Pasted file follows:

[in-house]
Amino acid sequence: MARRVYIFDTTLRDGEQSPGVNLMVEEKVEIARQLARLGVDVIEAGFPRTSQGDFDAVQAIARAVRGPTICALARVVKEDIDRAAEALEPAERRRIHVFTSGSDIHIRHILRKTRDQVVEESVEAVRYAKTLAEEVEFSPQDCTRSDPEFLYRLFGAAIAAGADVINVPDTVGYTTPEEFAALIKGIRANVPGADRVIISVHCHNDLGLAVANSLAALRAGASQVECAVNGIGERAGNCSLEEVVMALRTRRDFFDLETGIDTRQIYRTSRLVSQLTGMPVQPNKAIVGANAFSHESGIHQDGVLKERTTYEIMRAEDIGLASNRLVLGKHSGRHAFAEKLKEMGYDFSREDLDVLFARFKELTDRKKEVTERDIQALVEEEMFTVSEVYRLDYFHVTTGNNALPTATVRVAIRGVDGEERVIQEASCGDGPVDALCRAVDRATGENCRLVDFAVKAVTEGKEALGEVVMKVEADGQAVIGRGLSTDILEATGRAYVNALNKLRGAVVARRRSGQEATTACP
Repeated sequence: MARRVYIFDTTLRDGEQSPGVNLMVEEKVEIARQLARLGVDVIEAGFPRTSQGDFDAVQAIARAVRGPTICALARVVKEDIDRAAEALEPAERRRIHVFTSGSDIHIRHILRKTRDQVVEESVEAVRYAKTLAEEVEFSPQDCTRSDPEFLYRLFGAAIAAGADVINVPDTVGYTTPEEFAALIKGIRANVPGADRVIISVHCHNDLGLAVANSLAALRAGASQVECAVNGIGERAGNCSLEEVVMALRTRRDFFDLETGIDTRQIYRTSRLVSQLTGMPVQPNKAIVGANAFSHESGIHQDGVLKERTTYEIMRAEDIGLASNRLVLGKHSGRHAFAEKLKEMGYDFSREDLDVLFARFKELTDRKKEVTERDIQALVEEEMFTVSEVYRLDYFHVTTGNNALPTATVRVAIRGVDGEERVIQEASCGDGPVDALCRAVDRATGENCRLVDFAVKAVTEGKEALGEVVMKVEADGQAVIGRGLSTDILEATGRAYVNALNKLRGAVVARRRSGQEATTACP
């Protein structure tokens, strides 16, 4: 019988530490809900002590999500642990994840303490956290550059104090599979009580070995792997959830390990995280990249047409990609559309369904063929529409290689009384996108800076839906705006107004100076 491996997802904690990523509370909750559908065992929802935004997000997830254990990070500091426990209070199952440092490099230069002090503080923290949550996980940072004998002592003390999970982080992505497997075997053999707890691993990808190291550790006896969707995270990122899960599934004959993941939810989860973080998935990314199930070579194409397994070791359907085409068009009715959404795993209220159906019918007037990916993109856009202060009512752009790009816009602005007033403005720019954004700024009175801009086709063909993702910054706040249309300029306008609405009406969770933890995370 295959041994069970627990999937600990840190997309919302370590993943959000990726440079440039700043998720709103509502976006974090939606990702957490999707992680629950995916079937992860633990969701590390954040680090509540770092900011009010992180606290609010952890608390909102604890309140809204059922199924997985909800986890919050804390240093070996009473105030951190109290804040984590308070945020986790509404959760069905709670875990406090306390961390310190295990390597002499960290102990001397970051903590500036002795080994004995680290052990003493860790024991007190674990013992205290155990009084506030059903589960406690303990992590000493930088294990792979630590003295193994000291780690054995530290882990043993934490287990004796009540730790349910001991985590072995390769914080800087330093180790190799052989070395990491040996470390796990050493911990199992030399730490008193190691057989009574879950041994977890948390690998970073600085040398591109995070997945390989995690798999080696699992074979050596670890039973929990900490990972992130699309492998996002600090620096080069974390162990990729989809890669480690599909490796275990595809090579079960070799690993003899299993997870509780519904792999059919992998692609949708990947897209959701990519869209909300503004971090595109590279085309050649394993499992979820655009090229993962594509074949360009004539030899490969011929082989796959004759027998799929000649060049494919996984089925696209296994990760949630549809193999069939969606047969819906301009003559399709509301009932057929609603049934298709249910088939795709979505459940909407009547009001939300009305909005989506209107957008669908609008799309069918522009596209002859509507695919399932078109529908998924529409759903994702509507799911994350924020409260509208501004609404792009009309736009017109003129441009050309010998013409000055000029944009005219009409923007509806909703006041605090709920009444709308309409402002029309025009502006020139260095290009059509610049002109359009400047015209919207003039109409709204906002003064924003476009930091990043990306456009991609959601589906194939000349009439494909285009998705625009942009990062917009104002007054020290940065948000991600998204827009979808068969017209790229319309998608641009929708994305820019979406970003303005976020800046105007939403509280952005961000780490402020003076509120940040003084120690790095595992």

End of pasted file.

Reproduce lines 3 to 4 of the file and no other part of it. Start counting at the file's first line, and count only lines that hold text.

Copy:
Repeated sequence: MARRVYIFDTTLRDGEQSPGVNLMVEEKVEIARQLARLGVDVIEAGFPRTSQGDFDAVQAIARAVRGPTICALARVVKEDIDRAAEALEPAERRRIHVFTSGSDIHIRHILRKTRDQVVEESVEAVRYAKTLAEEVEFSPQDCTRSDPEFLYRLFGAAIAAGADVINVPDTVGYTTPEEFAALIKGIRANVPGADRVIISVHCHNDLGLAVANSLAALRAGASQVECAVNGIGERAGNCSLEEVVMALRTRRDFFDLETGIDTRQIYRTSRLVSQLTGMPVQPNKAIVGANAFSHESGIHQDGVLKERTTYEIMRAEDIGLASNRLVLGKHSGRHAFAEKLKEMGYDFSREDLDVLFARFKELTDRKKEVTERDIQALVEEEMFTVSEVYRLDYFHVTTGNNALPTATVRVAIRGVDGEERVIQEASCGDGPVDALCRAVDRATGENCRLVDFAVKAVTEGKEALGEVVMKVEADGQAVIGRGLSTDILEATGRAYVNALNKLRGAVVARRRSGQEATTACP
């Protein structure tokens, strides 16, 4: 019988530490809900002590999500642990994840303490956290550059104090599979009580070995792997959830390990995280990249047409990609559309369904063929529409290689009384996108800076839906705006107004100076 491996997802904690990523509370909750559908065992929802935004997000997830254990990070500091426990209070199952440092490099230069002090503080923290949550996980940072004998002592003390999970982080992505497997075997053999707890691993990808190291550790006896969707995270990122899960599934004959993941939810989860973080998935990314199930070579194409397994070791359907085409068009009715959404795993209220159906019918007037990916993109856009202060009512752009790009816009602005007033403005720019954004700024009175801009086709063909993702910054706040249309300029306008609405009406969770933890995370 295959041994069970627990999937600990840190997309919302370590993943959000990726440079440039700043998720709103509502976006974090939606990702957490999707992680629950995916079937992860633990969701590390954040680090509540770092900011009010992180606290609010952890608390909102604890309140809204059922199924997985909800986890919050804390240093070996009473105030951190109290804040984590308070945020986790509404959760069905709670875990406090306390961390310190295990390597002499960290102990001397970051903590500036002795080994004995680290052990003493860790024991007190674990013992205290155990009084506030059903589960406690303990992590000493930088294990792979630590003295193994000291780690054995530290882990043993934490287990004796009540730790349910001991985590072995390769914080800087330093180790190799052989070395990491040996470390796990050493911990199992030399730490008193190691057989009574879950041994977890948390690998970073600085040398591109995070997945390989995690798999080696699992074979050596670890039973929990900490990972992130699309492998996002600090620096080069974390162990990729989809890669480690599909490796275990595809090579079960070799690993003899299993997870509780519904792999059919992998692609949708990947897209959701990519869209909300503004971090595109590279085309050649394993499992979820655009090229993962594509074949360009004539030899490969011929082989796959004759027998799929000649060049494919996984089925696209296994990760949630549809193999069939969606047969819906301009003559399709509301009932057929609603049934298709249910088939795709979505459940909407009547009001939300009305909005989506209107957008669908609008799309069918522009596209002859509507695919399932078109529908998924529409759903994702509507799911994350924020409260509208501004609404792009009309736009017109003129441009050309010998013409000055000029944009005219009409923007509806909703006041605090709920009444709308309409402002029309025009502006020139260095290009059509610049002109359009400047015209919207003039109409709204906002003064924003476009930091990043990306456009991609959601589906194939000349009439494909285009998705625009942009990062917009104002007054020290940065948000991600998204827009979808068969017209790229319309998608641009929708994305820019979406970003303005976020800046105007939403509280952005961000780490402020003076509120940040003084120690790095595992």